Modular and Scalable Small-Scale Mass-on-Spring Wave Energy Convertor (MOSWEC) PowerBuoy System for Reliable Powering of Autonomous Ocean Monitoring Systems

This project will involve the design, build, and ocean testing of the MOSWEC power module. The prototype is designed to power an offshore vessel monitoring system with applications in defense and security.

Oscilla Power, Inc., Seattle, Washington

Wave-Powered, Radar-Based Ocean Sensing Systems

In this project, the team will build and test in the ocean the MicroTriton, a small wave energy converter platform. The project will involve completing the detailed design and constructing a MicroTriton system capable of supporting and powering a radar transmitter. The system will be tested off the North Carolina coast for several months.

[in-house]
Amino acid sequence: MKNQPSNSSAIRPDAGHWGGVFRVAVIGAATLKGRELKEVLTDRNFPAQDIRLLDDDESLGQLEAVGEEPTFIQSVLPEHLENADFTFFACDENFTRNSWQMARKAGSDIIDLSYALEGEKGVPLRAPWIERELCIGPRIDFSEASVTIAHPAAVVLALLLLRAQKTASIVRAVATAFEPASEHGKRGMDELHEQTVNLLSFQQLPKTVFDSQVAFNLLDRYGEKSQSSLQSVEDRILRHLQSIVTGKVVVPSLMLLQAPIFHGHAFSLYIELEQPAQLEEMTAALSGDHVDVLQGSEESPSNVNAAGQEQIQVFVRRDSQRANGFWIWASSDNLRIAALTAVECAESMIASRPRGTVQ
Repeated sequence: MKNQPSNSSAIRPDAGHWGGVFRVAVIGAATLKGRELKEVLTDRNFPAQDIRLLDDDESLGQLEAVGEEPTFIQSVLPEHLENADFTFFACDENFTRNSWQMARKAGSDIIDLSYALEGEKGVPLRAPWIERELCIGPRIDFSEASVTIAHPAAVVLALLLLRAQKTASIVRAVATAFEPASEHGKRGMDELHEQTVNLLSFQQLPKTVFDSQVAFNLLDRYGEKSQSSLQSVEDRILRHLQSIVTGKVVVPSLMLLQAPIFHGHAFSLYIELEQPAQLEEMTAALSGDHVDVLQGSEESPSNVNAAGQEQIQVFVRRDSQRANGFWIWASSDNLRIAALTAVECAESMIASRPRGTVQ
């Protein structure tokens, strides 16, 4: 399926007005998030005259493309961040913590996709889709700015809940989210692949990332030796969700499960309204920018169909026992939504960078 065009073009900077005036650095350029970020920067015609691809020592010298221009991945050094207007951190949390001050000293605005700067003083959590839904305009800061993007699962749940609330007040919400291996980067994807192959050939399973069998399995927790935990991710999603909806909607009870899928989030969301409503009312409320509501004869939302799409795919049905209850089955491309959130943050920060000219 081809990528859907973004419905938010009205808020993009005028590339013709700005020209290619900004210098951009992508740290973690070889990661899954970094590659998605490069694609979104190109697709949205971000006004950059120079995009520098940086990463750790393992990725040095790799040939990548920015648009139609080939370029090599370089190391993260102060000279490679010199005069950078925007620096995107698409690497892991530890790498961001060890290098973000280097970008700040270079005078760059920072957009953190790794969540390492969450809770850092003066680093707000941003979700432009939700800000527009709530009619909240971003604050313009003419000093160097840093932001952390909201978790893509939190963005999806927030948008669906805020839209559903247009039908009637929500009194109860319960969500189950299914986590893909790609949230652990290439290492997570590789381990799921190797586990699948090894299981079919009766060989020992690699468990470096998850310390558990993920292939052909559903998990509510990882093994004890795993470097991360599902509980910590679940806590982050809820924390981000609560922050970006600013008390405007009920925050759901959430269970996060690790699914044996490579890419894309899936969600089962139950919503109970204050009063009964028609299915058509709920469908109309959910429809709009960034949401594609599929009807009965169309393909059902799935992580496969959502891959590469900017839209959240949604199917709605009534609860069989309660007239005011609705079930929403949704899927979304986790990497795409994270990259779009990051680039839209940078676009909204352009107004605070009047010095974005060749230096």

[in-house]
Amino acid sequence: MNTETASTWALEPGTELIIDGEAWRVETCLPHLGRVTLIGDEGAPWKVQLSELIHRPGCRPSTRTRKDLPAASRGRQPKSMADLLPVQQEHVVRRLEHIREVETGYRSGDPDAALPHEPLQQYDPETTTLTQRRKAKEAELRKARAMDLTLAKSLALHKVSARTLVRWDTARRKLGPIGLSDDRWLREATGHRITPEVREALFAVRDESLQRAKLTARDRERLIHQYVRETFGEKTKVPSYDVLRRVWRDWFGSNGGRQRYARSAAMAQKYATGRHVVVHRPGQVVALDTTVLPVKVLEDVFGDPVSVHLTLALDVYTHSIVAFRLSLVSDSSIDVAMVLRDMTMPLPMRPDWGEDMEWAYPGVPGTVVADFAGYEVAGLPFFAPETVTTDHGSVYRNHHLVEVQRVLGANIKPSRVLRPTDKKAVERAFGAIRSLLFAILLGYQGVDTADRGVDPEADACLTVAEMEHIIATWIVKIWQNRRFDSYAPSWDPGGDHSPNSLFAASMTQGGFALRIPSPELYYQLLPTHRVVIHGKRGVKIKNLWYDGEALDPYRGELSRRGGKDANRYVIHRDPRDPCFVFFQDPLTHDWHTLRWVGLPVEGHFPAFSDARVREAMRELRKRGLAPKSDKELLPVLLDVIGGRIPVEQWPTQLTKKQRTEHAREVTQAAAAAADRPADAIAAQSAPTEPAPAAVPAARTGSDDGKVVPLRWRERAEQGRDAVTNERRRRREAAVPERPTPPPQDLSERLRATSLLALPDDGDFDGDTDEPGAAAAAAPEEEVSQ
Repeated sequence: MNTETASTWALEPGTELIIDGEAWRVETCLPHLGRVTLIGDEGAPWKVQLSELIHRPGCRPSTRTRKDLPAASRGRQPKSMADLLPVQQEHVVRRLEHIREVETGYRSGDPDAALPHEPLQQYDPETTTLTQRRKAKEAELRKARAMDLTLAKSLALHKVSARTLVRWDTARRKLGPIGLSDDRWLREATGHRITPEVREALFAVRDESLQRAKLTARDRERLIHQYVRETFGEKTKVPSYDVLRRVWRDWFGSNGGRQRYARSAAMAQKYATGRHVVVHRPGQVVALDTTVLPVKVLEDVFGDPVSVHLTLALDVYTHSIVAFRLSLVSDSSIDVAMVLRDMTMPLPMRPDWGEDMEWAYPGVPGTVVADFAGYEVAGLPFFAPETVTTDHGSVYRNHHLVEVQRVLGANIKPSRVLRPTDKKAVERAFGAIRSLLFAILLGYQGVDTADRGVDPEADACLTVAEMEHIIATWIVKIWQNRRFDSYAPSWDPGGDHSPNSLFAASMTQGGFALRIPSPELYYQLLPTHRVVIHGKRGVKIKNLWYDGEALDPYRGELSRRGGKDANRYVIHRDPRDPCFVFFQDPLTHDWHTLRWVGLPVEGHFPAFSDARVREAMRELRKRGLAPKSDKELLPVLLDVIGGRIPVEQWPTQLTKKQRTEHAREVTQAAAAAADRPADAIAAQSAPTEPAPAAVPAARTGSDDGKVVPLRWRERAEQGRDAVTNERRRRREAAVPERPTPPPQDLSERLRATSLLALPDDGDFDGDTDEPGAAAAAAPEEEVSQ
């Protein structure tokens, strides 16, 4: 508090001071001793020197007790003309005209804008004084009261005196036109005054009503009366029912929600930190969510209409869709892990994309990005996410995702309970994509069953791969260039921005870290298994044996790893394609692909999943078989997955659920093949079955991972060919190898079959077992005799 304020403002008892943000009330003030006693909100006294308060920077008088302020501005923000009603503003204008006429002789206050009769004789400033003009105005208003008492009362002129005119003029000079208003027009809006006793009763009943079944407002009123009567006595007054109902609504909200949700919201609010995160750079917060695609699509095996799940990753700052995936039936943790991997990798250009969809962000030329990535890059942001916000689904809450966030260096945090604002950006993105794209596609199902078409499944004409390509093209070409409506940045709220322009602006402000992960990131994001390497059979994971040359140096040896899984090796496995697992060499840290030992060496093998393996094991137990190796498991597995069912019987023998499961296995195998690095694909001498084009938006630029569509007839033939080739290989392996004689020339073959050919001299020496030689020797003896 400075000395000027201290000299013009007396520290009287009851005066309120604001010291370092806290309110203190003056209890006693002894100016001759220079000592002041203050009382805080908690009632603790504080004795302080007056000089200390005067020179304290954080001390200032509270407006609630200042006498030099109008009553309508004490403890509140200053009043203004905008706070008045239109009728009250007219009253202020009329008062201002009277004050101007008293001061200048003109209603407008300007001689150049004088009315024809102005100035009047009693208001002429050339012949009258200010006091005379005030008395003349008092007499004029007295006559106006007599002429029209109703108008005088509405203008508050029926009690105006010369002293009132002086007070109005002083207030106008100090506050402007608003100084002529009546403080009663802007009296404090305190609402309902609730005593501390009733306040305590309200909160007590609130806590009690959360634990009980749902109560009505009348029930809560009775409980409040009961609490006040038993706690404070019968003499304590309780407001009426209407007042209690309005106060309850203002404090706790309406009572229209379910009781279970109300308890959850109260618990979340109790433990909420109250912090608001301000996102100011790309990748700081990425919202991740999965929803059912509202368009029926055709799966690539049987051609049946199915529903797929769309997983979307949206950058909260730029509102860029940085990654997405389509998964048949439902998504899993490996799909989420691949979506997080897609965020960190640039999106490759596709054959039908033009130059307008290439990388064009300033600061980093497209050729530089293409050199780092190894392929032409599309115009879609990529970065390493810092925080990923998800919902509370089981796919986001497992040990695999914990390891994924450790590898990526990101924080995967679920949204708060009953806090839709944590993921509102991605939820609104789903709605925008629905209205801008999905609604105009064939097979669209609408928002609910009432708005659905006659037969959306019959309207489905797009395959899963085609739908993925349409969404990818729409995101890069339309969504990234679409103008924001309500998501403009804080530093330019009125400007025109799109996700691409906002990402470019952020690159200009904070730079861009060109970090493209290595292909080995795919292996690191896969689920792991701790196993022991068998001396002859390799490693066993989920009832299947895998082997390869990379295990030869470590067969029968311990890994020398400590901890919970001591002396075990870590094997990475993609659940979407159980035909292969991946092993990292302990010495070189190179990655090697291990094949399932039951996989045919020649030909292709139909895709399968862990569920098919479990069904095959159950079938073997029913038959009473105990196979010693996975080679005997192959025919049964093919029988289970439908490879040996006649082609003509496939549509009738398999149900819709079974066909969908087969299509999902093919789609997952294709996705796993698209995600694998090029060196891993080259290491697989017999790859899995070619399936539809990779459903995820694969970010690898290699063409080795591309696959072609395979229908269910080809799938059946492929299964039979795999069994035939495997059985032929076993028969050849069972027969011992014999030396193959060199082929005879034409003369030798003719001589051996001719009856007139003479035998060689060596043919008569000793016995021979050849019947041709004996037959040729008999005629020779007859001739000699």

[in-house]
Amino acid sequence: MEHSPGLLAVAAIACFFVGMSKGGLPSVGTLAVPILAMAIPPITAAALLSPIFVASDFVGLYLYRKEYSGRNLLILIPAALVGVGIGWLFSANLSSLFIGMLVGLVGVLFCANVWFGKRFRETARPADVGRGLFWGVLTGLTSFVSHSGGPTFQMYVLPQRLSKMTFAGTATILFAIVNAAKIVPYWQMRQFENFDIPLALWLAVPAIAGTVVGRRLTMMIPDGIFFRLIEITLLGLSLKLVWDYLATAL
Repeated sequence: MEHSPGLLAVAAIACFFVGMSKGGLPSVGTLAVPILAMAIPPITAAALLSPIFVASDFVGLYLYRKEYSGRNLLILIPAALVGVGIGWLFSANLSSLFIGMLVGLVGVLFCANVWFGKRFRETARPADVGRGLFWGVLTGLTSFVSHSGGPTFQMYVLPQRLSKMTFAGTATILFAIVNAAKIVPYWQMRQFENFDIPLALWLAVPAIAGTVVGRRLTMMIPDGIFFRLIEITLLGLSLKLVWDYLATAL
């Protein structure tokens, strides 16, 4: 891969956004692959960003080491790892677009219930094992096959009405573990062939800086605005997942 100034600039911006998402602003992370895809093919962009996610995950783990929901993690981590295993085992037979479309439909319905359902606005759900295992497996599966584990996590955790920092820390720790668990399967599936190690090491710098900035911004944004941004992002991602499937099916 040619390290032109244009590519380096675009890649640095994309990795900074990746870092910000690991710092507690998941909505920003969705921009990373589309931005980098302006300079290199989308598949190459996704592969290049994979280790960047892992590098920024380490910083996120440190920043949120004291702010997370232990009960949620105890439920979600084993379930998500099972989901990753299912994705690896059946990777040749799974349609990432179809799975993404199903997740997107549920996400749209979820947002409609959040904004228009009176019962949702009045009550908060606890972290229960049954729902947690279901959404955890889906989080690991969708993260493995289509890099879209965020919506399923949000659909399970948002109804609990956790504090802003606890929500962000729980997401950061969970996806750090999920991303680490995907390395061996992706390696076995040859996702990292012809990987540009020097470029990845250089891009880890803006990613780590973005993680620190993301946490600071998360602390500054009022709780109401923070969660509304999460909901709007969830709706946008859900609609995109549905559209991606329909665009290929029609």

SAHT Energy, LLC, Eugene, Oregon

Hydrokinetic Energy Harvesting in Constructed Waterways

This project will involve testing and validating a new hydrokinetic turbine for generating power from slow and narrow channels in human-made waterways. Research will include flume testing, numerical studies, and a demonstration project.

Triton Systems, Inc., Chelmsford, Massachusetts

Wave Energy Harvesting to Power LiDAR Buoys

This project will involve the development of a wave energy converter that can power existing LiDAR buoys, which have substantial power requirements and are used to understand site-specific physical and environmental responses to marine and other types of renewable energy development.

Topic: Low-Cost, User-Friendly Monitoring Tools for Marine Hydrokinetic Sites

Hydronalix, Green Valley, Arizona